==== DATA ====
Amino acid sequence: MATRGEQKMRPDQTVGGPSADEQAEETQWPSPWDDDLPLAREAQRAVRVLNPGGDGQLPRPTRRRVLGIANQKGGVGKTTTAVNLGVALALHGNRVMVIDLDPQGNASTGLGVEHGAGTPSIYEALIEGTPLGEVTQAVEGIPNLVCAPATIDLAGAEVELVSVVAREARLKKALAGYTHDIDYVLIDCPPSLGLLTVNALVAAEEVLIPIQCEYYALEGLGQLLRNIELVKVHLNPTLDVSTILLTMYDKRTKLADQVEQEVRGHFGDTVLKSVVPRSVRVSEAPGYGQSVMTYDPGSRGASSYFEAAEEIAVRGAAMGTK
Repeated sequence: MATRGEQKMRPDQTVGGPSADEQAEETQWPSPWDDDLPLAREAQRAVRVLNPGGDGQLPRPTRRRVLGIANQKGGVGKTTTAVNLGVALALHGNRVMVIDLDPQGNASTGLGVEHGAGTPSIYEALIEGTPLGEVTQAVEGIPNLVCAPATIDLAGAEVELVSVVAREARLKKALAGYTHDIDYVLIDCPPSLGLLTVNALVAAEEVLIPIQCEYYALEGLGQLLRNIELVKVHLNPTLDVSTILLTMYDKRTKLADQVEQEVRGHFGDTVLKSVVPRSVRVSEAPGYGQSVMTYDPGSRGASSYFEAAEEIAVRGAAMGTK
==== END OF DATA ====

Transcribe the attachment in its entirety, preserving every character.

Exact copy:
Amino acid sequence: MATRGEQKMRPDQTVGGPSADEQAEETQWPSPWDDDLPLAREAQRAVRVLNPGGDGQLPRPTRRRVLGIANQKGGVGKTTTAVNLGVALALHGNRVMVIDLDPQGNASTGLGVEHGAGTPSIYEALIEGTPLGEVTQAVEGIPNLVCAPATIDLAGAEVELVSVVAREARLKKALAGYTHDIDYVLIDCPPSLGLLTVNALVAAEEVLIPIQCEYYALEGLGQLLRNIELVKVHLNPTLDVSTILLTMYDKRTKLADQVEQEVRGHFGDTVLKSVVPRSVRVSEAPGYGQSVMTYDPGSRGASSYFEAAEEIAVRGAAMGTK
Repeated sequence: MATRGEQKMRPDQTVGGPSADEQAEETQWPSPWDDDLPLAREAQRAVRVLNPGGDGQLPRPTRRRVLGIANQKGGVGKTTTAVNLGVALALHGNRVMVIDLDPQGNASTGLGVEHGAGTPSIYEALIEGTPLGEVTQAVEGIPNLVCAPATIDLAGAEVELVSVVAREARLKKALAGYTHDIDYVLIDCPPSLGLLTVNALVAAEEVLIPIQCEYYALEGLGQLLRNIELVKVHLNPTLDVSTILLTMYDKRTKLADQVEQEVRGHFGDTVLKSVVPRSVRVSEAPGYGQSVMTYDPGSRGASSYFEAAEEIAVRGAAMGTK